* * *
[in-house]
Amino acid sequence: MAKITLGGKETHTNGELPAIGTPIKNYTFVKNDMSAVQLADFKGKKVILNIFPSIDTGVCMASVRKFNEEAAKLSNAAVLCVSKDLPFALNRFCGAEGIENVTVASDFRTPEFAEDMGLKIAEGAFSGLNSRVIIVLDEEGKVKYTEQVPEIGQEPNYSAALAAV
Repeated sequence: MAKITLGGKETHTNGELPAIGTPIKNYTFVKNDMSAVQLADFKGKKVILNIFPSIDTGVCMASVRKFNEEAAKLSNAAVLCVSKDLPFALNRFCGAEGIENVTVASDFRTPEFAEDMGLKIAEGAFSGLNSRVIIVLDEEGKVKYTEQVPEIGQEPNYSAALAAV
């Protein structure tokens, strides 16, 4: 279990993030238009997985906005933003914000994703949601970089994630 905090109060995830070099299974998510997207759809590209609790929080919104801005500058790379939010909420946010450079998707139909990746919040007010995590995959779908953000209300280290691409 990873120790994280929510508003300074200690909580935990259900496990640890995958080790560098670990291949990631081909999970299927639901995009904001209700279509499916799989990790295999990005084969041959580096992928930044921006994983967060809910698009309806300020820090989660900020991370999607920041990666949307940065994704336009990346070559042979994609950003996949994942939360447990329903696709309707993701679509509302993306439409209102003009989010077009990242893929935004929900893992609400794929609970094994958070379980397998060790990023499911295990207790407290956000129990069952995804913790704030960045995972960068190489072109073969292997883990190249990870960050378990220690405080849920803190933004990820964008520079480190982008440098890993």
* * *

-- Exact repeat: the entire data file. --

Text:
[in-house]
Amino acid sequence: MAKITLGGKETHTNGELPAIGTPIKNYTFVKNDMSAVQLADFKGKKVILNIFPSIDTGVCMASVRKFNEEAAKLSNAAVLCVSKDLPFALNRFCGAEGIENVTVASDFRTPEFAEDMGLKIAEGAFSGLNSRVIIVLDEEGKVKYTEQVPEIGQEPNYSAALAAV
Repeated sequence: MAKITLGGKETHTNGELPAIGTPIKNYTFVKNDMSAVQLADFKGKKVILNIFPSIDTGVCMASVRKFNEEAAKLSNAAVLCVSKDLPFALNRFCGAEGIENVTVASDFRTPEFAEDMGLKIAEGAFSGLNSRVIIVLDEEGKVKYTEQVPEIGQEPNYSAALAAV
């Protein structure tokens, strides 16, 4: 279990993030238009997985906005933003914000994703949601970089994630 905090109060995830070099299974998510997207759809590209609790929080919104801005500058790379939010909420946010450079998707139909990746919040007010995590995959779908953000209300280290691409 990873120790994280929510508003300074200690909580935990259900496990640890995958080790560098670990291949990631081909999970299927639901995009904001209700279509499916799989990790295999990005084969041959580096992928930044921006994983967060809910698009309806300020820090989660900020991370999607920041990666949307940065994704336009990346070559042979994609950003996949994942939360447990329903696709309707993701679509509302993306439409209102003009989010077009990242893929935004929900893992609400794929609970094994958070379980397998060790990023499911295990207790407290956000129990069952995804913790704030960045995972960068190489072109073969292997883990190249990870960050378990220690405080849920803190933004990820964008520079480190982008440098890993």